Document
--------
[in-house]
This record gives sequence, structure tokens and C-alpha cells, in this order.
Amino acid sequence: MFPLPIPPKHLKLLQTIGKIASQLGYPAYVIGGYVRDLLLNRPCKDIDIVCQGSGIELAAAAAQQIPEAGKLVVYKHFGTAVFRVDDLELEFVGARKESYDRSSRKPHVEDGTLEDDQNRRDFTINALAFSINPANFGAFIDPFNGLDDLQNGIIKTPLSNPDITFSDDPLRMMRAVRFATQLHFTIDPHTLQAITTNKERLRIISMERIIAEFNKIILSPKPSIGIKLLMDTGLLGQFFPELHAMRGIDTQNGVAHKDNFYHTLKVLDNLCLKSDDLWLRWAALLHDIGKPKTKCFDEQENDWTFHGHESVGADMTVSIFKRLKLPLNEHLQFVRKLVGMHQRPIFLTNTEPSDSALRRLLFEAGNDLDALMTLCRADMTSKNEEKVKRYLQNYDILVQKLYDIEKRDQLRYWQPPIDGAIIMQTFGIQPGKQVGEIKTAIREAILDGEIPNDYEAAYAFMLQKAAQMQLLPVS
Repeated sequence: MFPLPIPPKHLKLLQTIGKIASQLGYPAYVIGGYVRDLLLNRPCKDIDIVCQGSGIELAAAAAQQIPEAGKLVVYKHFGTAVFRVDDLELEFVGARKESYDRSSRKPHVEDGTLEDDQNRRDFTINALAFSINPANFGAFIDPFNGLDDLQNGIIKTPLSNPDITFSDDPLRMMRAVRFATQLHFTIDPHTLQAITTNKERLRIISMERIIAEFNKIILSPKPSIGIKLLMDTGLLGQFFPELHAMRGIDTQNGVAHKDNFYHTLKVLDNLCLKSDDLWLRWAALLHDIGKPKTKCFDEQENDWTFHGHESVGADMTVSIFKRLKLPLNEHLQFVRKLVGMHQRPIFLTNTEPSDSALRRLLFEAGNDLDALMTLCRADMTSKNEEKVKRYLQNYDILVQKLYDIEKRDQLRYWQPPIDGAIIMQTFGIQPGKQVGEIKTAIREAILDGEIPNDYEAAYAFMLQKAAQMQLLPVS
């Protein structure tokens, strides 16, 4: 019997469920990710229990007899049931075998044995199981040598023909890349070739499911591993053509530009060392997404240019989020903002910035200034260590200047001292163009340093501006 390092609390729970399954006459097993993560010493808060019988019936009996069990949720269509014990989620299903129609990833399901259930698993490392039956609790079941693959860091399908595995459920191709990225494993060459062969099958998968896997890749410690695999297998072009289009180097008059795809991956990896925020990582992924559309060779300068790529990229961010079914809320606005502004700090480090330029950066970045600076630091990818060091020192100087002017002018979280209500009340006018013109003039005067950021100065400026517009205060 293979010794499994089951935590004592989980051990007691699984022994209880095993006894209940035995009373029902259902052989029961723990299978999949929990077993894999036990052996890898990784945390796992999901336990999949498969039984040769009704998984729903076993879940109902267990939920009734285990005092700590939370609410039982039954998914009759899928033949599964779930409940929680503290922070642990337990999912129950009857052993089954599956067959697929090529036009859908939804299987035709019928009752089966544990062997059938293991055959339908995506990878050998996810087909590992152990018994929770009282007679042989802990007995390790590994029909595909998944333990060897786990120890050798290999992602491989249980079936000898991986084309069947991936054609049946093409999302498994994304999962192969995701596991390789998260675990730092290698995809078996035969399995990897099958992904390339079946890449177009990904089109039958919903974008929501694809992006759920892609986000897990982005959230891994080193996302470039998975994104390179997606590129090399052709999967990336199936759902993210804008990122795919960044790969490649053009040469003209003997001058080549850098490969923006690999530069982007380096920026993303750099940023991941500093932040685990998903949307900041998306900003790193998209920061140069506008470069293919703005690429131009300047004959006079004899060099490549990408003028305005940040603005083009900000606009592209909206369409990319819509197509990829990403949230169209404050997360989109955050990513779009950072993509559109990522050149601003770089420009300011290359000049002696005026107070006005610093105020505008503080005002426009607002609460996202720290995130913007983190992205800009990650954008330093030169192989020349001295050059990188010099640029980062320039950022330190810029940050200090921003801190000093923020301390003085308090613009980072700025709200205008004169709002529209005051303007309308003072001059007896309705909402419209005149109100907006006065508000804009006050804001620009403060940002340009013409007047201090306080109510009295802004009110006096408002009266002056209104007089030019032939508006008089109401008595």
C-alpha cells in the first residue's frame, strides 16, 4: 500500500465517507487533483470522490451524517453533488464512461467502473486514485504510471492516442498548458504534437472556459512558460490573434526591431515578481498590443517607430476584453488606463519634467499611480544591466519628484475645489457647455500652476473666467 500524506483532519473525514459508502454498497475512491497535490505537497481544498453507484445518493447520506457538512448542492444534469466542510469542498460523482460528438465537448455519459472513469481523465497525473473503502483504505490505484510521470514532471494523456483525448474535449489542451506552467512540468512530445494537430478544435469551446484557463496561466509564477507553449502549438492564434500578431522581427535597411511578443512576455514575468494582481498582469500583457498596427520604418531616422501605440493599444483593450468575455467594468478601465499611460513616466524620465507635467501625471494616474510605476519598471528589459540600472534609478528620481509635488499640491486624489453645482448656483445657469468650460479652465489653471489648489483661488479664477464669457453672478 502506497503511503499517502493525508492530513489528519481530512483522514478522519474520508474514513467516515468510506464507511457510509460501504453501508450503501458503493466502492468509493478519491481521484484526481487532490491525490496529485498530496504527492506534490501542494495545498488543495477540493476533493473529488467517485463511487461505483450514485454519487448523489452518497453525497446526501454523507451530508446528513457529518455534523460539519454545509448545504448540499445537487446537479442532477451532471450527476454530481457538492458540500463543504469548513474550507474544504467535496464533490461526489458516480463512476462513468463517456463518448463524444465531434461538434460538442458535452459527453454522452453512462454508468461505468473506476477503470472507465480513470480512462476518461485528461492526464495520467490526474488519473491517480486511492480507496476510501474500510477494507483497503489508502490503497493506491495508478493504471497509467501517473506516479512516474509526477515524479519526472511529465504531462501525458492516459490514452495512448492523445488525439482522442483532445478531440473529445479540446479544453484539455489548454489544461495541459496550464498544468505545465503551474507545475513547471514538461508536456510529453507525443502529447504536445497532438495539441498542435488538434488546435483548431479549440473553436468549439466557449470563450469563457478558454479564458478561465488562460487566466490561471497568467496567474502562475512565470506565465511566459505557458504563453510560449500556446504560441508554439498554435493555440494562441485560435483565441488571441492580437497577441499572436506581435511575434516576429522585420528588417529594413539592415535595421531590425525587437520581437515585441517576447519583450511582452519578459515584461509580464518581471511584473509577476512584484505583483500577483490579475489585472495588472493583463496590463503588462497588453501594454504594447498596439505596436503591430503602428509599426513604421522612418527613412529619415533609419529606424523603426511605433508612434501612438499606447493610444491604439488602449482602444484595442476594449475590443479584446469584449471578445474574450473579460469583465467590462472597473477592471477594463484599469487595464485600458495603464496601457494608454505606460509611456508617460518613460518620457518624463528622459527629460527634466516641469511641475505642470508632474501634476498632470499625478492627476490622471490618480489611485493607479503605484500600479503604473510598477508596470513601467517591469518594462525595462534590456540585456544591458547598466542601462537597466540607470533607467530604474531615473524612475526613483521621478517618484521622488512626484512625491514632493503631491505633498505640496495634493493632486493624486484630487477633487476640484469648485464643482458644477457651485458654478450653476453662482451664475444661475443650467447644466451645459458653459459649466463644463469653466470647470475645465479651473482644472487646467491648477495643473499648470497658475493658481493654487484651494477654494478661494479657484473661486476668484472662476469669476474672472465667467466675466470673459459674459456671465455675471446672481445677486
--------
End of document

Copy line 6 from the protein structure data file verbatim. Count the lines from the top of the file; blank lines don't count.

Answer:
C-alpha cells in the first residue's frame, strides 16, 4: 500500500465517507487533483470522490451524517453533488464512461467502473486514485504510471492516442498548458504534437472556459512558460490573434526591431515578481498590443517607430476584453488606463519634467499611480544591466519628484475645489457647455500652476473666467 500524506483532519473525514459508502454498497475512491497535490505537497481544498453507484445518493447520506457538512448542492444534469466542510469542498460523482460528438465537448455519459472513469481523465497525473473503502483504505490505484510521470514532471494523456483525448474535449489542451506552467512540468512530445494537430478544435469551446484557463496561466509564477507553449502549438492564434500578431522581427535597411511578443512576455514575468494582481498582469500583457498596427520604418531616422501605440493599444483593450468575455467594468478601465499611460513616466524620465507635467501625471494616474510605476519598471528589459540600472534609478528620481509635488499640491486624489453645482448656483445657469468650460479652465489653471489648489483661488479664477464669457453672478 502506497503511503499517502493525508492530513489528519481530512483522514478522519474520508474514513467516515468510506464507511457510509460501504453501508450503501458503493466502492468509493478519491481521484484526481487532490491525490496529485498530496504527492506534490501542494495545498488543495477540493476533493473529488467517485463511487461505483450514485454519487448523489452518497453525497446526501454523507451530508446528513457529518455534523460539519454545509448545504448540499445537487446537479442532477451532471450527476454530481457538492458540500463543504469548513474550507474544504467535496464533490461526489458516480463512476462513468463517456463518448463524444465531434461538434460538442458535452459527453454522452453512462454508468461505468473506476477503470472507465480513470480512462476518461485528461492526464495520467490526474488519473491517480486511492480507496476510501474500510477494507483497503489508502490503497493506491495508478493504471497509467501517473506516479512516474509526477515524479519526472511529465504531462501525458492516459490514452495512448492523445488525439482522442483532445478531440473529445479540446479544453484539455489548454489544461495541459496550464498544468505545465503551474507545475513547471514538461508536456510529453507525443502529447504536445497532438495539441498542435488538434488546435483548431479549440473553436468549439466557449470563450469563457478558454479564458478561465488562460487566466490561471497568467496567474502562475512565470506565465511566459505557458504563453510560449500556446504560441508554439498554435493555440494562441485560435483565441488571441492580437497577441499572436506581435511575434516576429522585420528588417529594413539592415535595421531590425525587437520581437515585441517576447519583450511582452519578459515584461509580464518581471511584473509577476512584484505583483500577483490579475489585472495588472493583463496590463503588462497588453501594454504594447498596439505596436503591430503602428509599426513604421522612418527613412529619415533609419529606424523603426511605433508612434501612438499606447493610444491604439488602449482602444484595442476594449475590443479584446469584449471578445474574450473579460469583465467590462472597473477592471477594463484599469487595464485600458495603464496601457494608454505606460509611456508617460518613460518620457518624463528622459527629460527634466516641469511641475505642470508632474501634476498632470499625478492627476490622471490618480489611485493607479503605484500600479503604473510598477508596470513601467517591469518594462525595462534590456540585456544591458547598466542601462537597466540607470533607467530604474531615473524612475526613483521621478517618484521622488512626484512625491514632493503631491505633498505640496495634493493632486493624486484630487477633487476640484469648485464643482458644477457651485458654478450653476453662482451664475444661475443650467447644466451645459458653459459649466463644463469653466470647470475645465479651473482644472487646467491648477495643473499648470497658475493658481493654487484651494477654494478661494479657484473661486476668484472662476469669476474672472465667467466675466470673459459674459456671465455675471446672481445677486